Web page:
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Add Stylish Details to a Shirt
I’ve fallen in love with the shirt. I adore the smart look of it, whether it’s soft or crisp or patterned or plain. I’m eager to see fine shaping and creative closures. A shirt is the perfect setting for various stylish details, and you’ll see a collection of them in this article.
I worked with the new Simplicity Threads 1279 pattern to showcase delightful elements you can add to the shirts you sew. From the beginning, plan your finishing features. Carefully select the fabrics you’ll use, with thought to the sewing details you want to add. Consider a contrasting collar and cuffs; add hidden touches; combine textures; or mix dressy and casual fabrics.
Make decisions about the nature of your topstitching, button possibilities, and even closure options. Then enjoy the compliments every time you wear the shirt.
Master the topstitching
There are many places on a shirt where multiple seams converge, especially around the neckline and cuff. This is where, for example, double layers of collar, yoke, collar band, and placket come together. The seam allowances double the bulk. Various forms of topstitching keep all of these layers behaving as they should.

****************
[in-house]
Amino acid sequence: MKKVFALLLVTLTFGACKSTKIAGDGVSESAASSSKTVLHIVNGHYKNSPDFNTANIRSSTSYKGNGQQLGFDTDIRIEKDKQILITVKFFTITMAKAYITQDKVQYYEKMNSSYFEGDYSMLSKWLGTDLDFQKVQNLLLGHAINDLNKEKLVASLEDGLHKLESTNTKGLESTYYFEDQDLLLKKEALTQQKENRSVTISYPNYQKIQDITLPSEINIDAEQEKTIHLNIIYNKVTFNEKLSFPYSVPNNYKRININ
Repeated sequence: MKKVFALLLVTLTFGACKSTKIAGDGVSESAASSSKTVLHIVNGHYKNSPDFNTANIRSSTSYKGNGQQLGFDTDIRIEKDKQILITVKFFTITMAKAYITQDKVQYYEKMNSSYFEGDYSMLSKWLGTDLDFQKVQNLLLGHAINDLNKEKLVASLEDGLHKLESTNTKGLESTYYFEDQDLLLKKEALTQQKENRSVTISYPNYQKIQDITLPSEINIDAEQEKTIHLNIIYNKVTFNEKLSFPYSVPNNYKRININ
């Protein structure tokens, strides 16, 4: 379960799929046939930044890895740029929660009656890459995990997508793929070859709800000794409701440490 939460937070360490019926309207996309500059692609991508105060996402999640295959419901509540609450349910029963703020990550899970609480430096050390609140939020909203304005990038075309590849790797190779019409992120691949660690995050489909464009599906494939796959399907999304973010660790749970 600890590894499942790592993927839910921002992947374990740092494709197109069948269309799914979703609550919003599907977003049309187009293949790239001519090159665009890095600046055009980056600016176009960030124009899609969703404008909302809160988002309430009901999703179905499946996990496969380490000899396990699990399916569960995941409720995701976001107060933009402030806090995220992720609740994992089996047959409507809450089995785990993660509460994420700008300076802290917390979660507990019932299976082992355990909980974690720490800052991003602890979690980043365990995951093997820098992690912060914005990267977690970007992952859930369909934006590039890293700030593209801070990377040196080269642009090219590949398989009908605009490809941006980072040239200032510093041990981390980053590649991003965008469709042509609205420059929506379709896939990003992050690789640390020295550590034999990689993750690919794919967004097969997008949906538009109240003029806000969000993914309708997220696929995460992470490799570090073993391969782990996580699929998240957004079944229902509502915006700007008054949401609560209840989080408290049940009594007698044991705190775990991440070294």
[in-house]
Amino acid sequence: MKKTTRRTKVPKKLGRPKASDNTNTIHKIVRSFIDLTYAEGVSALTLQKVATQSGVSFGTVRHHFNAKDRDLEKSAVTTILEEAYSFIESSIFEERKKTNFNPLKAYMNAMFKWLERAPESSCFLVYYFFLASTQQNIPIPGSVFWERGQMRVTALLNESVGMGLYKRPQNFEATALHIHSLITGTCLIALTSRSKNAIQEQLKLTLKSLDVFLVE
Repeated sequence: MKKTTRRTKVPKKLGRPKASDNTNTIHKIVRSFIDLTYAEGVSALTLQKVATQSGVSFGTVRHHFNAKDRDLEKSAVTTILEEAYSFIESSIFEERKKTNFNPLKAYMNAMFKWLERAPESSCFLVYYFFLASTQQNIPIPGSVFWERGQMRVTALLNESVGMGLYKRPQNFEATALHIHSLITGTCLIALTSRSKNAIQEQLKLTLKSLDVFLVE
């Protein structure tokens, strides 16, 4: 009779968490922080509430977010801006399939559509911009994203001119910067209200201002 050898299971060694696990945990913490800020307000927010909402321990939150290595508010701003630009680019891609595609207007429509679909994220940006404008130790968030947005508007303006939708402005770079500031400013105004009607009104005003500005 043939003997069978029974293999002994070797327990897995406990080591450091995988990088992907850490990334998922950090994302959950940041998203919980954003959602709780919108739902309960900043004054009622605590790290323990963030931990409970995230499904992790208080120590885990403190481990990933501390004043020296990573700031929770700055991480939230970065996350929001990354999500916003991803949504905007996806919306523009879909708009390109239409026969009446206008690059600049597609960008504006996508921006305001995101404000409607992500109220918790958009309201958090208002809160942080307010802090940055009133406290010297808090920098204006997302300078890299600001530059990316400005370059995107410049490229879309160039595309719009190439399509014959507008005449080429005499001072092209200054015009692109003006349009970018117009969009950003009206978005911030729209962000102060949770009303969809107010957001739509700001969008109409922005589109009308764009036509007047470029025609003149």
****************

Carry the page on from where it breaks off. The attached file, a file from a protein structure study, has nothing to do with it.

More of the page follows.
Edgestitching is sewn close to the garment seams or edges, often as soon as they are constructed. This way, the stitching terminates beyond a seam intersection. The secret to sewing edgestitching close to the edge is using the right presser foot. Choose an edgestitching foot or blind-hem foot, which contains a vertical blade that glides easily along the edge or seamline. Move the needle position one click to the right or left of center, depending on the position of the edge. Set the stitch length to 1.5 mm to 2.0 mm. Threads contributing editor Louise Cutting uses size 30 or 50, 100-percent cotton…
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Your link to article is showing the html source code.
Raumati: Which link are you referring too?
I tried downloading it 3 times. It said there was an error with the file. I have downloaded 2 pdfs this morning with already with no problems. The ext to the file was .pdf but it was only 30kb big. That seemed pretty small to me.
I'm pretty tech savvy but I will take any help I can get.
Kenneth, that is a great article on "surgeons cuffs", (I did know the origin of the word already),and I have a question. How does your method improve on the "extra length and width, mitered hem fold, traditional cuff?
Just wondered, as shortening men's jacket sleeves is the bane of my existence as a tailoring specialist, trying to get everything lined back up again.
Thanks for all the great articles in Threads, one more reason my subscription always gets renewed!
I really dislike the "We recommend" advertisements, which interrupt the content that I am paying for from Threads.
Come on people, enough already!